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LSUHealthNO Public Health Cancer Plan to Reduce LA Cancer Deaths

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Leslie Capo

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LSU Health New Orleans School of Public Health’s Louisiana Comprehensive Cancer Control Plan 2017-2021 provides a roadmap to reduce cancer deaths in Louisiana over the next five years. The plan, created by LSU Health New Orleans’ Louisiana Comprehensive Cancer Control Program and its partner organizations, is available at here.

The plan presents Louisiana-specific cancer information, describes the state's goals and objectives around cancer, identifies and describes initiatives and strategies to achieve the goals and objectives, and coordinates the efforts and resources of the leading cancer organizations. The success of the cancer plan will be evaluated by analyzing the progress towards and achievement of each goal and objective.

The plan identifies factors that contribute to Louisiana’s poor cancer incidence and mortality rates, as well as its 49th state health ranking. They include tobacco exposure, obesity, health disparities and access to health care.

The plan lays out strategies to reduce cancer risk, detect cancers earlier, improve outcomes after diagnosis, increase the number of cancer survivors, and improve the quantity and quality of life among cancer survivors. They include increasing availability of patient navigation services at the community level; assisting with enrollment in the health insurance marketplace and Medicaid; encouraging men and women with health insurance to use no-cost early detection cancer screenings; increasing cancer screening rates by collaborating with Federally Qualified Health Centers (FQHCs) to use evidence-based interventions; focusing resources and identifying areas for early detection interventions by using data visualization software to map Louisiana cancer data; working with communities and key partners to create a smoke-free Louisiana; and implementing policy, systems and environmental changes to reduce obesity.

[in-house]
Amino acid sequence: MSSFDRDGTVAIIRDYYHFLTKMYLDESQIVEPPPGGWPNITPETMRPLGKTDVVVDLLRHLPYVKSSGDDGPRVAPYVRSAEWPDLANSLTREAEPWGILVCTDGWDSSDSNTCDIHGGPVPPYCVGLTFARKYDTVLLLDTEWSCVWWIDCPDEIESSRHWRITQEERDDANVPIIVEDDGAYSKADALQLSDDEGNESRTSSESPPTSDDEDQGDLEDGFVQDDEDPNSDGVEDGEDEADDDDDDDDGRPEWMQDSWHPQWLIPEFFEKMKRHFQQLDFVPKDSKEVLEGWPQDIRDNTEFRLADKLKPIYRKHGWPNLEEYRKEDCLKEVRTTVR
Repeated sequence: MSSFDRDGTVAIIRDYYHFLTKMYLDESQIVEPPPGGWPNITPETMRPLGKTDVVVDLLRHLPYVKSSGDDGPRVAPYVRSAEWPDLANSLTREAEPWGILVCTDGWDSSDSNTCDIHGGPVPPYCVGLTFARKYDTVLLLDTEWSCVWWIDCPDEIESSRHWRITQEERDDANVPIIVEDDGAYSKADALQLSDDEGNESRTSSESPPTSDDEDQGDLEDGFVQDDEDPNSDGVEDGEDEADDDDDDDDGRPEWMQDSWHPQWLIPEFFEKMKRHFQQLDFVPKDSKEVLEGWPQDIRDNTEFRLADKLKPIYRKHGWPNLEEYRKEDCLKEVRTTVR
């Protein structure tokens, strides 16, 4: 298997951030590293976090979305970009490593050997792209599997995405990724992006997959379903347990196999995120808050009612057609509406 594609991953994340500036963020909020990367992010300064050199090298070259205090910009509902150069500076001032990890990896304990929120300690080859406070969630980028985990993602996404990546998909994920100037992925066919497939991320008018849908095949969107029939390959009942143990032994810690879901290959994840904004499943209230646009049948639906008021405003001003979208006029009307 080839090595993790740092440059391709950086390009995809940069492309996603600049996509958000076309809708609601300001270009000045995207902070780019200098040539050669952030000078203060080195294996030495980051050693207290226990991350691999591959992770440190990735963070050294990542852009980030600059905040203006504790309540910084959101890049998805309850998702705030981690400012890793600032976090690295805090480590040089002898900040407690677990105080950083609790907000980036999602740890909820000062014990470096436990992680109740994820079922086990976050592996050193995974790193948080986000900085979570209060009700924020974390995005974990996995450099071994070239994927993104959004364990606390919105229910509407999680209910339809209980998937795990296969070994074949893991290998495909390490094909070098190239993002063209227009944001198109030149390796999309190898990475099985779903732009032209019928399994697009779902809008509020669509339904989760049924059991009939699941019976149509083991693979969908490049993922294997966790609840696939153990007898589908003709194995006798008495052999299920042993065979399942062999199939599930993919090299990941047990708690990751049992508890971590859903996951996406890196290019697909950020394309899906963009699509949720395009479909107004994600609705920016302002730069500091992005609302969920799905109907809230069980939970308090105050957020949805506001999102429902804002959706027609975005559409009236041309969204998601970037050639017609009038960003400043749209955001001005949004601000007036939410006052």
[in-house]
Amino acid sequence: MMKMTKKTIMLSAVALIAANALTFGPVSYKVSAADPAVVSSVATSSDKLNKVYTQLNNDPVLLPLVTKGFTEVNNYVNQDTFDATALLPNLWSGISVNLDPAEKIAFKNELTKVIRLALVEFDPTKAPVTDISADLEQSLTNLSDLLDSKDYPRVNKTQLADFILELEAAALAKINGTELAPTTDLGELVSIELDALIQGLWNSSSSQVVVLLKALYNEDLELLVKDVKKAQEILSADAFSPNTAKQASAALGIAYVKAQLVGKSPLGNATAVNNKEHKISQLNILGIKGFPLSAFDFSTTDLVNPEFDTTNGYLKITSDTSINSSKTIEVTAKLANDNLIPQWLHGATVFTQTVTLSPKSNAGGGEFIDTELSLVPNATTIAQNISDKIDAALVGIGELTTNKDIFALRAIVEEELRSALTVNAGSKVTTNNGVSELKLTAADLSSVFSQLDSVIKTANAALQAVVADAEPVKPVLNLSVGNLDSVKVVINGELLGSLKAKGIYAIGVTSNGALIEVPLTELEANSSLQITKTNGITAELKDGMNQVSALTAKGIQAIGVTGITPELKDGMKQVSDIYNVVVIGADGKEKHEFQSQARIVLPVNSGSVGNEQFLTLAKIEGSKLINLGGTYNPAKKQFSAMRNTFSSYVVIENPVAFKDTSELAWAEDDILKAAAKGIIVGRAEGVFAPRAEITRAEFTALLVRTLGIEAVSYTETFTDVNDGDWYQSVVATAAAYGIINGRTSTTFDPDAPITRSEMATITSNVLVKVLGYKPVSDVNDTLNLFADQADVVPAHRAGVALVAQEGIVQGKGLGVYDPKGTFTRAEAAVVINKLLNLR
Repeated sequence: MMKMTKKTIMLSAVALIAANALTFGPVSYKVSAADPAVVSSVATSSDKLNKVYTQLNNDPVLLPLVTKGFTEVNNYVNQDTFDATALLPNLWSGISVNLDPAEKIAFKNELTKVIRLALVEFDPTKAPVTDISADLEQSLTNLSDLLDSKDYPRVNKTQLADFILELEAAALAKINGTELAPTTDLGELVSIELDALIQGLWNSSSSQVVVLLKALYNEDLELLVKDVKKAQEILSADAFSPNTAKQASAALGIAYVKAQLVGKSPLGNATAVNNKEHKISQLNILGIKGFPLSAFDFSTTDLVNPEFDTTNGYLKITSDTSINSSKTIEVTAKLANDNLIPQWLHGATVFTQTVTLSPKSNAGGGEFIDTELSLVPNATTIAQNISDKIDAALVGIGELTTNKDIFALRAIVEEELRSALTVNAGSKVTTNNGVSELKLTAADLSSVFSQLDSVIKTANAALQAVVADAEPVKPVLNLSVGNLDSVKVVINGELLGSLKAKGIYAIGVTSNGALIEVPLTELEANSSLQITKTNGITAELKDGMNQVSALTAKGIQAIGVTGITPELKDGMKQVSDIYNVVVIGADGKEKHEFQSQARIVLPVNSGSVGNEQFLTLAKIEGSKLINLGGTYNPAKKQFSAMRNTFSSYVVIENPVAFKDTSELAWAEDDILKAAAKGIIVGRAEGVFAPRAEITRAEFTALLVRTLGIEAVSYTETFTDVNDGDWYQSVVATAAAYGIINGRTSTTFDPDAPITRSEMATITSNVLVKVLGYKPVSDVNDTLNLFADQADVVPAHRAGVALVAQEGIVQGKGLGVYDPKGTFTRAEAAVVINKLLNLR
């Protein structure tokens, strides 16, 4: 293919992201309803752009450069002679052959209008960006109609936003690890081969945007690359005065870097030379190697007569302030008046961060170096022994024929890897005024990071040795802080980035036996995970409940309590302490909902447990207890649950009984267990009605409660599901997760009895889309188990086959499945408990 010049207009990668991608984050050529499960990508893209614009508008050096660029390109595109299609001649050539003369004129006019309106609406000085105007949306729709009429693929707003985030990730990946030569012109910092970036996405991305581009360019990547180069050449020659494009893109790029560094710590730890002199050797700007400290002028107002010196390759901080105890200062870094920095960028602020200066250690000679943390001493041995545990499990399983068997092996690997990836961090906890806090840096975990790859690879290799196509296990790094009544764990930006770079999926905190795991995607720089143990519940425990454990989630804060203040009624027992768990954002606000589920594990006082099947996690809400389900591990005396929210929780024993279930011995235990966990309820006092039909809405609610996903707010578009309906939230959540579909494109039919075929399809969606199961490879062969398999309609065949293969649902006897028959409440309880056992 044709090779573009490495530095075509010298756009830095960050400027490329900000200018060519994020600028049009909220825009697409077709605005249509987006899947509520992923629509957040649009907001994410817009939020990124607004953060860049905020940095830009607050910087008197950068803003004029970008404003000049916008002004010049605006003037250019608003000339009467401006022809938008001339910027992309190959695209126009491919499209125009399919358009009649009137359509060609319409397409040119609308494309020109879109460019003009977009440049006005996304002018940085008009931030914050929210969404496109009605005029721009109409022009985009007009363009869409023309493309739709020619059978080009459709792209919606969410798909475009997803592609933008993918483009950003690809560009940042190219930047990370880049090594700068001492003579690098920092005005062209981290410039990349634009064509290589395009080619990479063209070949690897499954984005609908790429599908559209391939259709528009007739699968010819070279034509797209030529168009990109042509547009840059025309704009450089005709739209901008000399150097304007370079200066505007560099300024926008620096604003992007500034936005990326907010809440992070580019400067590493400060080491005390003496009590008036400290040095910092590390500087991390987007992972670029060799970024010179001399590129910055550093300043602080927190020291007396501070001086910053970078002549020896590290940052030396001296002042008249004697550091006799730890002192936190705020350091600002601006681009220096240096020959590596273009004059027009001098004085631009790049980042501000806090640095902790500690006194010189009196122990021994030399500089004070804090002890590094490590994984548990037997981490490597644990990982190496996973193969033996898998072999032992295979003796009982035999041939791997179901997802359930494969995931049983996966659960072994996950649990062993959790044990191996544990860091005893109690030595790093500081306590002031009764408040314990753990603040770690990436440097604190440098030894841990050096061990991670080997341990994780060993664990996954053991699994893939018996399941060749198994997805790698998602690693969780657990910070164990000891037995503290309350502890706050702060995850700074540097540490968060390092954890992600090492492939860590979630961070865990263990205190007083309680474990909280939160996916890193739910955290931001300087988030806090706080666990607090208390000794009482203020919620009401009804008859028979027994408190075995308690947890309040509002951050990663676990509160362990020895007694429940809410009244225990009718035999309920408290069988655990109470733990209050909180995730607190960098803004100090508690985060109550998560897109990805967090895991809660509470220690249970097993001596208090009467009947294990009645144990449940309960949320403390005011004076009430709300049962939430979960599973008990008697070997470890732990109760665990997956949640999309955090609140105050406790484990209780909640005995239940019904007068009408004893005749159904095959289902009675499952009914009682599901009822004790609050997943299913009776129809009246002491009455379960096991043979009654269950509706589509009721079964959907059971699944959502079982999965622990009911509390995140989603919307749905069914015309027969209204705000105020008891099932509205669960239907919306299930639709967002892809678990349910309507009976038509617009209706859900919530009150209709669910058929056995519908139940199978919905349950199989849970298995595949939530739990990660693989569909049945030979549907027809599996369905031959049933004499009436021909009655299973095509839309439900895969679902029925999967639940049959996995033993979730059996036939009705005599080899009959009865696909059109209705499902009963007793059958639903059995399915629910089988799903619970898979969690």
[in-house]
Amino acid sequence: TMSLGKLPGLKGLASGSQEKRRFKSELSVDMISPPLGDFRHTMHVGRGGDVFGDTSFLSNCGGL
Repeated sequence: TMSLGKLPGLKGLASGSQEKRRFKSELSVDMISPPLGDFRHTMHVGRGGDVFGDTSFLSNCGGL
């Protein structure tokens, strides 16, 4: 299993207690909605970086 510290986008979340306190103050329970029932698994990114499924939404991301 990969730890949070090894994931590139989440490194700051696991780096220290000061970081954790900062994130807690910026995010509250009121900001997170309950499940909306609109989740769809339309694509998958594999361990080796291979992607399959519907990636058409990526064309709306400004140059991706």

LSUHealthNO LA Cancer Control Plan
“The bad news is that Louisiana is currently ranked 4th in the nation for deaths from cancer,” notes Donna Williams, DrPH, Associate Dean of Public Health Practice and Community Engagement at LSU Health New Orleans School of Public Health. “The good news is that about half of all cancers can be prevented or detected early and cured. For example, now with the availability of HPV testing and vaccination, the reality is that no woman in our state should get cervical cancer, much less die from it. But we must work collectively to increase vaccination, testing, and treatment. The 2017-2021 Louisiana Comprehensive Cancer Control Plan represents a map of how we can spend the next five years addressing the cancers in our state that lend themselves to prevention and early detection.”

Working with partners statewide, LSU Health New Orleans School of Public Health administers several cancer control programs in Louisiana to eliminate suffering and death by focusing on cancers that can be prevented or detected early and cured. LSU Health New Orleans is one of the rare academic recipients of Centers for Disease Control and Prevention Comprehensive Cancer Program grants. LSU Health New Orleans programs currently cover breast, cervical and HPV, colorectal, as well as lung and other tobacco-related cancers.